Queries on Damped Harmonic Motion


by LameGeek
Tags: damped, damped oscillation, harmonic, motion, queries
LameGeek
LameGeek is offline
#1
Dec5-13, 08:56 PM
P: 6
So we know that SHM can be described as:
x(t) = Acos(ωt + ϕ)
v(t) = -Aω sin(ωt + ϕ)
a(t) = -Aω^2 cos(ωt + ϕ)

it can be easily said that the max acceleration (in terms of magnitude) a SHM system can achieve is Aω^2

In Damped Harmonic Motion we know that:
x(t) = (A)(e^(-bt/2m))cos(ωt + ϕ)

given that:
A' = (A)(e^(-bt/2m))
ω' = sqrt( (ω^2) - (b/2m)^2 )

Is it true that the max acceleration at any given time is (A')(ω')^2?

My intuition tells me that the above statement is not true =/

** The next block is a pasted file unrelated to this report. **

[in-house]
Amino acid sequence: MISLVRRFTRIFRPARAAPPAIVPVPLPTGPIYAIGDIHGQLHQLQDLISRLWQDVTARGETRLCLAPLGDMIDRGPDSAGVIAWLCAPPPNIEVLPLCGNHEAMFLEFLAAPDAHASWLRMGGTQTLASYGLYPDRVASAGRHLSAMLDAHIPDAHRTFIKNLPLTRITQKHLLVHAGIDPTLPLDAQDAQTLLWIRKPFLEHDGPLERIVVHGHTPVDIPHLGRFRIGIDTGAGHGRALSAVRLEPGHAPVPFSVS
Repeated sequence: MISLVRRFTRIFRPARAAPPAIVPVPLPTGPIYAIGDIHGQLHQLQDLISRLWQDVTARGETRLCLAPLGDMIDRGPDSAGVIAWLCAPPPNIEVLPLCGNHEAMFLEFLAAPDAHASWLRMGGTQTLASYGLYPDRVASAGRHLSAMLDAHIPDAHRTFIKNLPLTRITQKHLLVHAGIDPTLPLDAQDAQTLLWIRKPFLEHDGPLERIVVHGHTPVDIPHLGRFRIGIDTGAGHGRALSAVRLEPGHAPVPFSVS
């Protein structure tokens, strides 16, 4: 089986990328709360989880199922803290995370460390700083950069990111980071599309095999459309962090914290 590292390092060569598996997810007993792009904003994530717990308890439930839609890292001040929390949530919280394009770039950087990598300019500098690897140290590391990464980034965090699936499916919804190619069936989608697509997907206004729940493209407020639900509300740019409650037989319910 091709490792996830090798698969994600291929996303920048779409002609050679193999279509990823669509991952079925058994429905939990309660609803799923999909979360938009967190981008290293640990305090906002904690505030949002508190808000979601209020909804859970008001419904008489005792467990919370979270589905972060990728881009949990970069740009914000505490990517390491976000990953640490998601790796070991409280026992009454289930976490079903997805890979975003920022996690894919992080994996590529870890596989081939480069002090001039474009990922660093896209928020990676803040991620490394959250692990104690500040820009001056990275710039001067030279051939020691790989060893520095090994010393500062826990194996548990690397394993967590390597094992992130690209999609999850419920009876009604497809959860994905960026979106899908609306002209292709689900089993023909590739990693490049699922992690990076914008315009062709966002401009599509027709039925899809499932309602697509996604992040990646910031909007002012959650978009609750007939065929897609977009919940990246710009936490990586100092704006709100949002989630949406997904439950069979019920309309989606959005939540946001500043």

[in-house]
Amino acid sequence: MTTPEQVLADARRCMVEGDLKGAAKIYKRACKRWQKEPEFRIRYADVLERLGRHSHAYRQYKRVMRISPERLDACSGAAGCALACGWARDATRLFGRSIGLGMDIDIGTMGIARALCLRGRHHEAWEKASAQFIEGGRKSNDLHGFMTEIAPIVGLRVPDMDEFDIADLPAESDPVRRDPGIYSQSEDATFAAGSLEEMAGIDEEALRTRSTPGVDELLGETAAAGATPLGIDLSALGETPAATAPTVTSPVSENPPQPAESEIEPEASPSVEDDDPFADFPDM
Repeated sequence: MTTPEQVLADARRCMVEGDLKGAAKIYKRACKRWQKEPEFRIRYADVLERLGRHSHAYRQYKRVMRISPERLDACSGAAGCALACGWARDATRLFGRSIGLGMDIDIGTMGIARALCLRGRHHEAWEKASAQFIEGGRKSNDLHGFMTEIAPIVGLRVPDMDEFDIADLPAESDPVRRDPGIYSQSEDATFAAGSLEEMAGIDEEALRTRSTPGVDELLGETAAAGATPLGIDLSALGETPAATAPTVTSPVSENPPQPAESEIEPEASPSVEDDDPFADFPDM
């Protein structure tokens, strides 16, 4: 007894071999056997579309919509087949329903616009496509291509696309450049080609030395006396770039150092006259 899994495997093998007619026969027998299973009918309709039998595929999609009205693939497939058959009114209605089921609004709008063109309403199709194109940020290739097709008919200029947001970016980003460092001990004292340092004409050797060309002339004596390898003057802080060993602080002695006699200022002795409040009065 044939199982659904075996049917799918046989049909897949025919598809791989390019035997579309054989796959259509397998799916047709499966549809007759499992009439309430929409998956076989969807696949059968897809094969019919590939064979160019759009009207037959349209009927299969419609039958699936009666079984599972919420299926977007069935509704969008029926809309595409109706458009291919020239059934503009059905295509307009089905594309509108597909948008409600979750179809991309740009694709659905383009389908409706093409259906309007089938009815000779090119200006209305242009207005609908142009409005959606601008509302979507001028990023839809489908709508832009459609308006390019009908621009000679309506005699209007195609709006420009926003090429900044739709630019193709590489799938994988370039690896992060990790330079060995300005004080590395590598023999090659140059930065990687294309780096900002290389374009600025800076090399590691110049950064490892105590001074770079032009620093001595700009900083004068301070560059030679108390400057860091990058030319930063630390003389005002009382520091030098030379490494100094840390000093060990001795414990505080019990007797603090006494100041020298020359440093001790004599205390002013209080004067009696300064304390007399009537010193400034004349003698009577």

because differentiating the function x(t) = (A)(e^(-bt/2m))cos(ωt + ϕ) gives me a complex function (which has sine & cosine in it) & it doesn't really give me anything close to the (A')(ω')^2 term
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AlephZero
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#2
Dec5-13, 10:18 PM
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This is easier using complex numbers.

For damped motion, ##x(t)## = the real part of ##Ae^{(-s + i\omega')t}## where ##s## is your ##b/2m##. Note, ##A## is a complex constant (to account for your phase angle ##\varphi##) and of course ##e^{i\theta} = \cos\theta + i\sin\theta##.

So ##a(t)## = the real part of ##(-s + i\omega')^2 x(t)##

Your intuition is right, but if the damping is small, ##(-s + i\omega')^2## is close to ##-\omega^2##.
LameGeek
LameGeek is offline
#3
Dec5-13, 10:55 PM
P: 6
I'm not really familiar with complex numbers (other than i^2 = -1) but your explanation does makes some sense to me. Thank You!! =)


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